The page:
Apple, Samsung Go Back To Court As Judge Decides Two Motions
Apple and Samsung found themselves before Judge Lucy Koh last night in another “Duel of the Fates” legal battle. At the end of the evening, it was a good news/bad news scenario for both companies as they can each chalk up one win apiece. Perhaps the most important victory came for Samsung as Apple was denied a permanent sales ban on the 26 Samsung products that were found to have infringed on Apple’s products resulting in the jury verdict earlier this year.
Judge Koh determined that the “court has already performed significant irreparable harm analysis in this case,” and determined that Apple didn’t convince the court a permanent injunction was required. The onus was on Apple to determine that the infringing features were directly responsible for pushing “consumer demand for the accused product” to receive a permanent ban, but Apple failed to meet those requirements.
Neither statements about broad categories, nor evidence of copying, nor the conjoint survey provides sufficiently strong evidence of causation. Without a causal nexus, this Court cannot conclude that the irreparable harm supports entry of an injunction.”
The ruling, which is decidedly good news for Samsung was met some with good news for Apple as Judge Koh also denied Samsung’s request for a new trial. The request, based on accusations of Juror misconduct was set on the grounds that jury foreman Velvin Hogan hid information regarding a lawsuit he was involved in with Seagate. Samsung attorneys had hoped all jury members would be brought back into the courtroom and asked about what impact Hogan had on the jury’s deliberations.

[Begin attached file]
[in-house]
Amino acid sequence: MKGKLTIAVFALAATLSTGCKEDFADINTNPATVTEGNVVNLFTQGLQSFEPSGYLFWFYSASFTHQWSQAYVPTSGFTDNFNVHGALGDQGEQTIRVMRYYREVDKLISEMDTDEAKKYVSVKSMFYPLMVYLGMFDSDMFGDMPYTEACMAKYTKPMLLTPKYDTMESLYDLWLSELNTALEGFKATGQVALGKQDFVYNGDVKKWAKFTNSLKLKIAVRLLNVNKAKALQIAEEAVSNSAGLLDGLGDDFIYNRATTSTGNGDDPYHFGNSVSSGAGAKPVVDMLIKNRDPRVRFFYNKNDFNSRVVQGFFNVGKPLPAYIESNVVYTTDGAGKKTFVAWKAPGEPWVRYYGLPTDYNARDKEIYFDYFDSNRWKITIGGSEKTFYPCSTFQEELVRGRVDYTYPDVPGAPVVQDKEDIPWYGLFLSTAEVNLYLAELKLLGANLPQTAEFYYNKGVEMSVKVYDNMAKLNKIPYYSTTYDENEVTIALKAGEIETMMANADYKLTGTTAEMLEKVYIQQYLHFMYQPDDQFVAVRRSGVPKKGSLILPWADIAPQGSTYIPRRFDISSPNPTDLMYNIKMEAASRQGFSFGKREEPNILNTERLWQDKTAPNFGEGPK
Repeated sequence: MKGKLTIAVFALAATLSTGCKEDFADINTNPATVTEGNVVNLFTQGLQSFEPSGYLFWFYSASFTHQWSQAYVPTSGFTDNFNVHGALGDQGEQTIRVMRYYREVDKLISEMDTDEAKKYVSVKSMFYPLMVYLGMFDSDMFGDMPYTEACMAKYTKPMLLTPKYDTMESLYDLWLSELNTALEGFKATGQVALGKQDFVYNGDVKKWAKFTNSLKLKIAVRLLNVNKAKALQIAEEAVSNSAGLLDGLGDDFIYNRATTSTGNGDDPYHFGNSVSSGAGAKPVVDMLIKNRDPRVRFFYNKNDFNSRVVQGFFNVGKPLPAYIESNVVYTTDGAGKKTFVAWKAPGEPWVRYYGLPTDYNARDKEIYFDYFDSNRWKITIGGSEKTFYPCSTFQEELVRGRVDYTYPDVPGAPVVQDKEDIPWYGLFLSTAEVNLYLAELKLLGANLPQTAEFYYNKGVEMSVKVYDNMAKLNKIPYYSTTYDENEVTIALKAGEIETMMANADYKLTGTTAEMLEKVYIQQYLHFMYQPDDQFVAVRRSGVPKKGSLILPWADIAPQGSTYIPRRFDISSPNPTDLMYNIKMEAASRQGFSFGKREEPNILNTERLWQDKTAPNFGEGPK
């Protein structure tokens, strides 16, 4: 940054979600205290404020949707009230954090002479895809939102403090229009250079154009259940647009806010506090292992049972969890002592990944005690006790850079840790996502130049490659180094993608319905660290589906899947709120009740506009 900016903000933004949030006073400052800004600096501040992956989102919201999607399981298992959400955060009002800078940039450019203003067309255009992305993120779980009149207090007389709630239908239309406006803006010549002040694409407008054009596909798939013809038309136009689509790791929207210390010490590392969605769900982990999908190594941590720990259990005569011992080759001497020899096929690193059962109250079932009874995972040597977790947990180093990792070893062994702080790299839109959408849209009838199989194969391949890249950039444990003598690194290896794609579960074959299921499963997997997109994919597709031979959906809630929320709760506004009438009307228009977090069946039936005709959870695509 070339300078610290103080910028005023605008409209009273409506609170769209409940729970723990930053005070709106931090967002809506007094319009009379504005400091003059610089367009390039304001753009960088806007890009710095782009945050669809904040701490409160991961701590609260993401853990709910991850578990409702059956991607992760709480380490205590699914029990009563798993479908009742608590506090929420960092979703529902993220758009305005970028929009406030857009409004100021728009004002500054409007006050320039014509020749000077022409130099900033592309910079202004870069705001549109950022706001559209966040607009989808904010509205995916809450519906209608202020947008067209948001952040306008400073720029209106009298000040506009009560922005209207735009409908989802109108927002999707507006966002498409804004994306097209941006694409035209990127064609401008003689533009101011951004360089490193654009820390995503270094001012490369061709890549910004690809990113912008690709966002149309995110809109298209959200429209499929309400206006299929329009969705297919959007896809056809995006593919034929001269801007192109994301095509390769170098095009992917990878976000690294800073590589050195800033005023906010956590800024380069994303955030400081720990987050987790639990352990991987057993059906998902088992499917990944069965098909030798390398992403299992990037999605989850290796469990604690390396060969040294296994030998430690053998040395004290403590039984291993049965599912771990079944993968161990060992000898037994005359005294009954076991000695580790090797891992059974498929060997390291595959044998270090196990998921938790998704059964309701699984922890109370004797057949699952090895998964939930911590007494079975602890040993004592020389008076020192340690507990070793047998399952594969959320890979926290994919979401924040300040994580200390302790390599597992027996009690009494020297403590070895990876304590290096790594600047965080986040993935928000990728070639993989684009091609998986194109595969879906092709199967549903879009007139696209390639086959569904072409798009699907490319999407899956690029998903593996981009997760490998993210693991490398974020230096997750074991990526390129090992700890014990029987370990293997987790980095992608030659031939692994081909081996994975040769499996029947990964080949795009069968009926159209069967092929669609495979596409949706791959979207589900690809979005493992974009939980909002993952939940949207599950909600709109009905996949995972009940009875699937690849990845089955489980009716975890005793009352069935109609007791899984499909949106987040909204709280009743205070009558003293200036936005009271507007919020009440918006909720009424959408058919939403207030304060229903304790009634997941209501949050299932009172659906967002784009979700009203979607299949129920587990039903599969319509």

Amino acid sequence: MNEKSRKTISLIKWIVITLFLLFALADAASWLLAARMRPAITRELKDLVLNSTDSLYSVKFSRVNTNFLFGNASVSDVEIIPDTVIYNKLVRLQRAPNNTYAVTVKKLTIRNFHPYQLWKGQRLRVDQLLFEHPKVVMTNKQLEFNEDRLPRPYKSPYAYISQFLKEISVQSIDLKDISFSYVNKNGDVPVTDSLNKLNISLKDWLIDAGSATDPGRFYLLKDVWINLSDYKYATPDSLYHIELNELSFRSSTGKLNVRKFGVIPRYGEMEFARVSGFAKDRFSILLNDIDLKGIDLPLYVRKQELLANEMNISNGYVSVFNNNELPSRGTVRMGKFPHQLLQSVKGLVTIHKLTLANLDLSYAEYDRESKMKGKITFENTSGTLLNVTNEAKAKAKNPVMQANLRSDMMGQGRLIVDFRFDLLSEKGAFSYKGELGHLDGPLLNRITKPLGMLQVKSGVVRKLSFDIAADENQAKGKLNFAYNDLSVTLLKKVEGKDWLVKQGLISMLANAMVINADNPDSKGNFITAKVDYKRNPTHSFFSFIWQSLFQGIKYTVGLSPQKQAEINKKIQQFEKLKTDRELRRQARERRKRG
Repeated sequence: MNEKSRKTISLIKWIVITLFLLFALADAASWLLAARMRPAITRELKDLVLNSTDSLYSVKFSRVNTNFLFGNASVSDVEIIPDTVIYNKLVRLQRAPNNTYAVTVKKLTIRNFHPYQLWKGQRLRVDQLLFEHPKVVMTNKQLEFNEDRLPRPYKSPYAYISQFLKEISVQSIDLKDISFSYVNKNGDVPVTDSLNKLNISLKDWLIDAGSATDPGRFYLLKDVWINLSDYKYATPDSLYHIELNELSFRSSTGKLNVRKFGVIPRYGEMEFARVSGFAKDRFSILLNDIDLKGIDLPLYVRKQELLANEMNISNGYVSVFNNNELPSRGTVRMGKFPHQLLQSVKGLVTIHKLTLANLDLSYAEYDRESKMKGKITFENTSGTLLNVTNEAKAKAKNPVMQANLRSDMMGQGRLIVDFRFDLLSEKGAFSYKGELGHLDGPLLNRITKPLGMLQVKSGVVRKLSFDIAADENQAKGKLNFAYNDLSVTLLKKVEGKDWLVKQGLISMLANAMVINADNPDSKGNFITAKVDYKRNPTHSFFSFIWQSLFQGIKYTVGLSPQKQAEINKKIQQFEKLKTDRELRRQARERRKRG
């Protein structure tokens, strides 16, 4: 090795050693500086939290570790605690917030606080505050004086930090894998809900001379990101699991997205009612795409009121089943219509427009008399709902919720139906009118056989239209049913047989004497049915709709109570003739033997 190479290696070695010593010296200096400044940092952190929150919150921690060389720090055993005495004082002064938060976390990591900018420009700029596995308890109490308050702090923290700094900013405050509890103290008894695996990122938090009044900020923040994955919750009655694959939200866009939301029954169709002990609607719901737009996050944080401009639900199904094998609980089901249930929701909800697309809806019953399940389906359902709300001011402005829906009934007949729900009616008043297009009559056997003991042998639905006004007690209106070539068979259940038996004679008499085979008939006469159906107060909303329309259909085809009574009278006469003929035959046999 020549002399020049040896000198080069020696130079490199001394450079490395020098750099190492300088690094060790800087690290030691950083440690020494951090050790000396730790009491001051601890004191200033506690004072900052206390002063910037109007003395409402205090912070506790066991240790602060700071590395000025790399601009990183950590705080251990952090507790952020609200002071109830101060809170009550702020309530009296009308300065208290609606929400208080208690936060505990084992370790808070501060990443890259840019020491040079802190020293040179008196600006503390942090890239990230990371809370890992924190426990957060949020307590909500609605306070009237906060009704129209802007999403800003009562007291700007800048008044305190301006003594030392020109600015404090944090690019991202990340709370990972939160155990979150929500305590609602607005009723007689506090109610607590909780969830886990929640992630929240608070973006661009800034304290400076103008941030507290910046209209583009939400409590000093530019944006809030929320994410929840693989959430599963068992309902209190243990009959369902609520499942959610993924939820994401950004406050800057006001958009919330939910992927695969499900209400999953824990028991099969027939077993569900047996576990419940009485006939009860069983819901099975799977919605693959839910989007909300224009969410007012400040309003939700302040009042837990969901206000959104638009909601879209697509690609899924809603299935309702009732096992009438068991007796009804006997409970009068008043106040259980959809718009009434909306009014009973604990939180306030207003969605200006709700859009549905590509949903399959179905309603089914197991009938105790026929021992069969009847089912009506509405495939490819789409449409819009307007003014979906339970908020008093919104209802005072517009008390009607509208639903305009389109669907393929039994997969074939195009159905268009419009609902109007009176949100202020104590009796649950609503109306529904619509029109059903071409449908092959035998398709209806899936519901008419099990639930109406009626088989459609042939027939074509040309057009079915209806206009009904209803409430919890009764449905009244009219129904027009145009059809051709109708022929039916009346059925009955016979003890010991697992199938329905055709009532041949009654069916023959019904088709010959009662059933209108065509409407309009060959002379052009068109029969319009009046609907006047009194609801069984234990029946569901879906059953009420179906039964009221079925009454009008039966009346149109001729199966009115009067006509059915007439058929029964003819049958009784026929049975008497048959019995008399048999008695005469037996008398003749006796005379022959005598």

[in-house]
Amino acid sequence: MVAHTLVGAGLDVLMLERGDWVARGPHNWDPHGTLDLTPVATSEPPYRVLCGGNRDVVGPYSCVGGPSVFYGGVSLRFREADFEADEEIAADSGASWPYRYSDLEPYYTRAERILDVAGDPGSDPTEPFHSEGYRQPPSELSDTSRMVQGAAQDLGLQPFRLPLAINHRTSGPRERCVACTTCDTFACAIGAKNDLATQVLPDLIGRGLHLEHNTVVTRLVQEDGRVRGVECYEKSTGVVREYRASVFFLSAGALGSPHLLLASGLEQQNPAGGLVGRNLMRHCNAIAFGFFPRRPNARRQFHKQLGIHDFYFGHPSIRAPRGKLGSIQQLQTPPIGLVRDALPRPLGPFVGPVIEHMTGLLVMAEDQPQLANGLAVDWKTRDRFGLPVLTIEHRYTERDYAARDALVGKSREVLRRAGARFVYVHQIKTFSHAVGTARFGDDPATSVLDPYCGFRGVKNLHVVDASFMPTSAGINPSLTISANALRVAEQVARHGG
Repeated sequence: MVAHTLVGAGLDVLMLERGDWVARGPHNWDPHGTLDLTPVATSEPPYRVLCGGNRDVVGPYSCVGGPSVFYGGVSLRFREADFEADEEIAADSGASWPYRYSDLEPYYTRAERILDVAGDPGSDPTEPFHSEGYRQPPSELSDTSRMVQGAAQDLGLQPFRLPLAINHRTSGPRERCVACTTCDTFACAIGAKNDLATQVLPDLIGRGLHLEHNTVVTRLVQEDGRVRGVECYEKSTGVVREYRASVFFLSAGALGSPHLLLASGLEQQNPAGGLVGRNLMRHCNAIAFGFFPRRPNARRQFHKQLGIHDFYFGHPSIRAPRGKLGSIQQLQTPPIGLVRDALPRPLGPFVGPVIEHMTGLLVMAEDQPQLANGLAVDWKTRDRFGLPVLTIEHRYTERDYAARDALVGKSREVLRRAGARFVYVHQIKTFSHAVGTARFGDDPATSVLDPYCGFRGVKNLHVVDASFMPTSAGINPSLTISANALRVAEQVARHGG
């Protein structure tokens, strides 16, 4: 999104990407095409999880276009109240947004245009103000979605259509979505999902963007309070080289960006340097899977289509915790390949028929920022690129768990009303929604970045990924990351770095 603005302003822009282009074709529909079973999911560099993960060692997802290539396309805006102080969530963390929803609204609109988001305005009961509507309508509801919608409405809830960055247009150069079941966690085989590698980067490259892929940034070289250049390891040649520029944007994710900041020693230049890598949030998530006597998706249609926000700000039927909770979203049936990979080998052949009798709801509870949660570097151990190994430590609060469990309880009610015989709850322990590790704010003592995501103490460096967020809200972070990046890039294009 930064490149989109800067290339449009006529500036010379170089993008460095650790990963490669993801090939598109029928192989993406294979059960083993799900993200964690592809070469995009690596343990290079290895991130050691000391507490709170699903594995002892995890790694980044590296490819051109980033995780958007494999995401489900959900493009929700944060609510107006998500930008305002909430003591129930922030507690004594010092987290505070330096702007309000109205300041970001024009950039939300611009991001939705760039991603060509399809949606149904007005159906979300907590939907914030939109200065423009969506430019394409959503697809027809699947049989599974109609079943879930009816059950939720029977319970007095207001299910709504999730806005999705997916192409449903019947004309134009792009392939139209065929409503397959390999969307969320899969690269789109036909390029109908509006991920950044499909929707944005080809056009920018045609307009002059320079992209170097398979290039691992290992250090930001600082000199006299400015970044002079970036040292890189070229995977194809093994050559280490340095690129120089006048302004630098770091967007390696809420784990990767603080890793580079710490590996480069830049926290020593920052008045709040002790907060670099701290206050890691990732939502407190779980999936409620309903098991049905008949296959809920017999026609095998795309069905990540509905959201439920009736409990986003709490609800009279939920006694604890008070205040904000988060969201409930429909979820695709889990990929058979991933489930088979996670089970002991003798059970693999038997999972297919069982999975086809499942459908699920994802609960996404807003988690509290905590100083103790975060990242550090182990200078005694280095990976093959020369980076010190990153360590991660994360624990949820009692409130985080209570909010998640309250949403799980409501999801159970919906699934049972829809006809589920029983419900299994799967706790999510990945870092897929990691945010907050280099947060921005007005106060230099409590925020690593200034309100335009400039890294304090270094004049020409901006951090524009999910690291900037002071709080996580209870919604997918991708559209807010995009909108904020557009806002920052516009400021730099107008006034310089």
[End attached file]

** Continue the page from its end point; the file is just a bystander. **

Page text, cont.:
Koh denied Samsung’s request and blamed the discovery problem on Samsung’s legal team as Hogan had admitted he worked for Seagate during the jury selection process. Koh said that Samsung had plenty of opportunity to discover any litigation Hogan might have been involved with and any failure to discover that information was not the fault of the courts. Samsung knew the juror misconduct charge was a long-shot, but it’s a defeat for the company even as they can breathe a little easier knowing a permanent ban on their products is off the table.
Tonights decisions may have been a win-lose for both companies, but let’s not forget there are two remaining issues still at play — additional damages for Apple and Samsung’s request to decrease the award the jury already granted. No date was given as to when both of those matters will be decided.